BINGO! GADDI?S IS the complete gastronomic pay-off. There is no better restaurant in Hong Kong. British chef Philip Sedgwick?s cooking takes traditional French ingredients to a new plateau ? his originality is unlike anything I?ve seen even in France.
Gaddi?s legendary ambience ? the heavy white linen, real candles in silver candelabra on the tables, chandeliers, silver cutlery and chateau-style decor ? suits the refinement of the food. Moreover, Gaddi?s service aims to make diners feel welcome and at home. Bearing in mind the ambience and Hong Kong?s prices, the dinner menu here (four courses for $720 or $1,060 with wines) offers excellent value for money. I began with a tweak on foie gras that was utterly memorable. A centimetre-thick puck of cold, tight goose liver wore a thick cloak of translucent sea-green, sweet-sour wine jelly punctuated with halves of pipped and peeled grapes. The degrees of gelatinousness were brilliant, the liver itself adding amazing butteriness and balancing light bitterness.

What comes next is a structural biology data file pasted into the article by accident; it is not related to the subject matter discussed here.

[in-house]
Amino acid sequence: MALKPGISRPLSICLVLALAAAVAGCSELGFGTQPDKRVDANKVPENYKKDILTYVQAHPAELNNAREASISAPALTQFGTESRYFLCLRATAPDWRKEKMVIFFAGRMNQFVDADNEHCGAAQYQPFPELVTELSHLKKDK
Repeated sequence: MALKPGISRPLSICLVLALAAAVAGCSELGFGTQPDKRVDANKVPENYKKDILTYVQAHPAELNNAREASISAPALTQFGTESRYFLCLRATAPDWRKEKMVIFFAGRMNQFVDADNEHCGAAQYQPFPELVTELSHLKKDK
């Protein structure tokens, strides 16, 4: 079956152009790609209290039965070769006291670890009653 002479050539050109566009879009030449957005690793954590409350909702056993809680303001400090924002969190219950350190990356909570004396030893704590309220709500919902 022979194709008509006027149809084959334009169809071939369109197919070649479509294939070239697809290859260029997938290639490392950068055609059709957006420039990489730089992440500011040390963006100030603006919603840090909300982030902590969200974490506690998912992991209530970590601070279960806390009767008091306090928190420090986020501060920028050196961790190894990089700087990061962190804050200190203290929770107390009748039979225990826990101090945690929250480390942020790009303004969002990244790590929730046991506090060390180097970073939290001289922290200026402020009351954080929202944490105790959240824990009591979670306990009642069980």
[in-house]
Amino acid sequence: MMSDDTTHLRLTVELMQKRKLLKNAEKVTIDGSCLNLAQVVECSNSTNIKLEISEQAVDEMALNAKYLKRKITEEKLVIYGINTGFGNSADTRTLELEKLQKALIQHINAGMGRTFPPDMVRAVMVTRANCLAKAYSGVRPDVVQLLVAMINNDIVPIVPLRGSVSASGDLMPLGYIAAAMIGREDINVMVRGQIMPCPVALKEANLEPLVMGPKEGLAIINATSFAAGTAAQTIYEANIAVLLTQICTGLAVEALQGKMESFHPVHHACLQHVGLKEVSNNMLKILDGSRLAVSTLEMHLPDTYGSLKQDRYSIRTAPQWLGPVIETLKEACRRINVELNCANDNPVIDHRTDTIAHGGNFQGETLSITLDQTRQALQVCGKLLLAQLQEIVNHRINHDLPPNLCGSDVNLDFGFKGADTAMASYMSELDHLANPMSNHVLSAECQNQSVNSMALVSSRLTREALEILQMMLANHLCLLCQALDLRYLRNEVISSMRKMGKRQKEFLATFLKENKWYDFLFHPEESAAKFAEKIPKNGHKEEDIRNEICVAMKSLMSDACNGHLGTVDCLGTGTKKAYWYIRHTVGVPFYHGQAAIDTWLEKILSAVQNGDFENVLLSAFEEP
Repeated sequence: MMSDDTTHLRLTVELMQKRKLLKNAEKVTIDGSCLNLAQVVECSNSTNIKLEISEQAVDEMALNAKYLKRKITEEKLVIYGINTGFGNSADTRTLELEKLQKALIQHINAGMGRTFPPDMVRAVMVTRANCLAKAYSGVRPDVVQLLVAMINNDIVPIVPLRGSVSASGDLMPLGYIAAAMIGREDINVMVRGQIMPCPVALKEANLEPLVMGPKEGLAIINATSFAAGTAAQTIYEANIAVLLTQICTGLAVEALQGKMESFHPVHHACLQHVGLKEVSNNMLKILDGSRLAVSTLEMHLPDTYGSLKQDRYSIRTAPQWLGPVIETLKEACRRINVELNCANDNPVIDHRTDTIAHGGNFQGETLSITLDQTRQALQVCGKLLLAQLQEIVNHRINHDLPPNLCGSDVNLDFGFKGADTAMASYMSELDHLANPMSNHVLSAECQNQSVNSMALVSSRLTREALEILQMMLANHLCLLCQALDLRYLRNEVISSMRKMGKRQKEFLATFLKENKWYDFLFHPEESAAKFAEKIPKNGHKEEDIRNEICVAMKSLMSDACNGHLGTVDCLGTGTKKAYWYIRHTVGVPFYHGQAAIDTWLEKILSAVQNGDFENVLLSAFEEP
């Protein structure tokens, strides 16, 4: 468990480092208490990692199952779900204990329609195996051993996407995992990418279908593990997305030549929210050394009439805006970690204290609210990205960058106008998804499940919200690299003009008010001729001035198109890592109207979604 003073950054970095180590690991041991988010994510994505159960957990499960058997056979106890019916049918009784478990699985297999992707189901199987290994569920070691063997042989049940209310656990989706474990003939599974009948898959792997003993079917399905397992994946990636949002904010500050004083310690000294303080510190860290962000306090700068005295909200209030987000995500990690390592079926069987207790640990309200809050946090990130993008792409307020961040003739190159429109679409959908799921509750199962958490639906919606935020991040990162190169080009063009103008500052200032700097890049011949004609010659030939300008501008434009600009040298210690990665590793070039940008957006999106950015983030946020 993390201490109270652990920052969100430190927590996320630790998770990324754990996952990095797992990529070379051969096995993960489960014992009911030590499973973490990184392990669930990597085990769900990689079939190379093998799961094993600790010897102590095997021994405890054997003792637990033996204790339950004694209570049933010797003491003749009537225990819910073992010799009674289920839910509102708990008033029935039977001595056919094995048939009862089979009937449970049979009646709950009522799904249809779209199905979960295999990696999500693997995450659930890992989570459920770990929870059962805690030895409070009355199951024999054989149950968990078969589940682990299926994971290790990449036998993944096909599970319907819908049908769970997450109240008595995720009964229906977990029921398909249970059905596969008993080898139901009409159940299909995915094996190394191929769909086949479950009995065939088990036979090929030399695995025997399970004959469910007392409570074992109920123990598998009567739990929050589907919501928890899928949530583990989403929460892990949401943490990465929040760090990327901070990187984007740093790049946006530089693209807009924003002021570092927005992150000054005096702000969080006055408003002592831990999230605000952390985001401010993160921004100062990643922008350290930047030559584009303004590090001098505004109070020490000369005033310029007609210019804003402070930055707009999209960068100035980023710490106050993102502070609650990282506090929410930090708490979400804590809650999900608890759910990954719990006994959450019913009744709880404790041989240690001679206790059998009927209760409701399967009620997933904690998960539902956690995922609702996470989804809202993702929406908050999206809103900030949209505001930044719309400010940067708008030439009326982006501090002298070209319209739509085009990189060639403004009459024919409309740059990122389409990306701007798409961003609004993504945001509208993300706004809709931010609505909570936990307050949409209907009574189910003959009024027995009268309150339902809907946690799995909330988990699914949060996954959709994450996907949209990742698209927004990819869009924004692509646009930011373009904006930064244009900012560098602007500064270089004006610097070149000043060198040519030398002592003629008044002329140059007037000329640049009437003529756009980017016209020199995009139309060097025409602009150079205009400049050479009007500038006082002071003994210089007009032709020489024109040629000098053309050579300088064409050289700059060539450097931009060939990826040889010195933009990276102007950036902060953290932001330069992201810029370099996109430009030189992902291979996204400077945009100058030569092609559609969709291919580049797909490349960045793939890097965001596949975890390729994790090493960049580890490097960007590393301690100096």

Do not, repeat, not, miss Gaddi?s.
IT IS WHAT you would call the ultimate dining experience ? at a price, of course. It costs $1,000 a person at the very least to eat here but what you get is a flawless experience. The live band played soft tunes while the singer showcased some serene voice styling that felt like a breeze blowing on my cheeks. But my attention was all distracted when the food came. The gazpacho mousse with spiced avocado sherbet and deep-fried sardines ($280) was like an adventure. Chopped tomato and the spiced avocado sherbet are hidden under gazpacho foam, allowing the layers of flavours to emerge without clashing. The deep-fried sardines, served separately, go with the gazpacho like yin and yang.
Another scene-stealer is the baby Pyrenean lamb roasted in wild honey and lavender with small goat?s cheese potato fritters ($420). It was among the most tender meat I have ever eaten, pushed to new heights by a sauce that accentuates the meat flavours and compliments the texture. The fritters gave my palate occasional punches.
For the sake of trying new things, I went for the lightly poached lemon cream ravioli with marinate citrus fruits and cappuccino ($146). Bold and creamy but finely done, it was a delight to eat, although it may be a little too tart for a dessert.
1/F The Peninsula, Salisbury Road, Tsim Sha Tsui
Tel: 2315 3171